• If you have discovered URLs which were erroneously considered dead by the bot, you can report them with this tool.
  • If you found an error with any archives or the URLs themselves, you can fix them with this tool.

Cheers.—InternetArchiveBot (Report bug) 12:14, 2 December 2016 (UTC)

External links modified[edit source | edit]

Hello fellow Wikipedians,

I have just modified 2 external links on Crisis hotline. Please take a moment to review my edit. If you have any questions, or need the bot to ignore the links, or the page altogether, please visit this simple FaQ for additional information. I made the following changes:

When you have finished reviewing my changes, you may follow the instructions on the template below to fix any issues with the URLs.

As of February 2018, "External links modified" talk page sections are no longer generated or monitored by InternetArchiveBot. No special action is required regarding these talk page notices, other than regular verification using the archive tool instructions below. Editors have permission to delete these "External links modified" talk page sections if they want to de-clutter talk pages, but see the RfC before doing mass systematic removals. This message is updated dynamically through the template {{sourcecheck}} (last update: 15 July 2018).

  • If you have discovered URLs which were erroneously considered dead by the bot, you can report them with this tool.
  • If you found an error with any archives or the URLs themselves, you can fix them with this tool.

Cheers.—InternetArchiveBot (Report bug) 14:11, 14 August 2017 (UTC)

The "Criticism and logistical issues" section is poorly worded and confusing[edit source | edit]

The section currently reads:

"One criticism of suicide hotlines in the past was that those who were determined to kill themselves were unlikely to call one. Also, those with social anxiety may not have the emotional resources to do so. Until recently, there was no evidence that the presence of suicide hotlines reduced the incidence of suicide.[12] However, a 2007 study has suggested otherwise,[13] as peoples' thoughts of suicide decreased during a call to a crisis line, and were lessened for several weeks after their call. These callers are commonly known as frequent, chronic, multiple or repeat callers. A recent systematic review of research into frequent callers [14] to crisis helplines found a need to further understand this group of callers and why they continue to use helplines."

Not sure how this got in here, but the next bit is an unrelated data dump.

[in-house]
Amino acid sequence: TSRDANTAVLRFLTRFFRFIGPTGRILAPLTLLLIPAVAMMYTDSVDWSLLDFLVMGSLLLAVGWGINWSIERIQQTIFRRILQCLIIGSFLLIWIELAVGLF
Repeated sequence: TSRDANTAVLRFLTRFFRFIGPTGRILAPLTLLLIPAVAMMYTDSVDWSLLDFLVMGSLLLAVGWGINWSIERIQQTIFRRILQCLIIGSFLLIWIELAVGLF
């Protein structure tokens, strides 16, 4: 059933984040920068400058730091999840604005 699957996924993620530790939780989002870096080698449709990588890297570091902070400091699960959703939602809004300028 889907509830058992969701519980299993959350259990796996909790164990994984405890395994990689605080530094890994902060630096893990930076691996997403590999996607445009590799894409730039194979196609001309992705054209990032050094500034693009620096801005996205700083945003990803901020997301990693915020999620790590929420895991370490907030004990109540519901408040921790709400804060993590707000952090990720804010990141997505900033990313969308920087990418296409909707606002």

The "however" in the fourth sentence is misplaced, since the rest of the sentence doesn't actually contradict the previous sentence. (It's possible that suicidal ideation decreases during a call but overall incidence of suicide doesn't decrease. For example, maybe the people who actually end up dying aren't the same ones who are making the calls.)

The fifth sentence discusses "these callers", apparently referring to repeat callers, but the topic is unconnected to what came before, and seemingly unconnected to the topic of the section.

There should definitely be a section on the effectiveness of these hotlines. That's the info I was looking for when I came to the article. The section needs a major overhaul by a subject matter expert.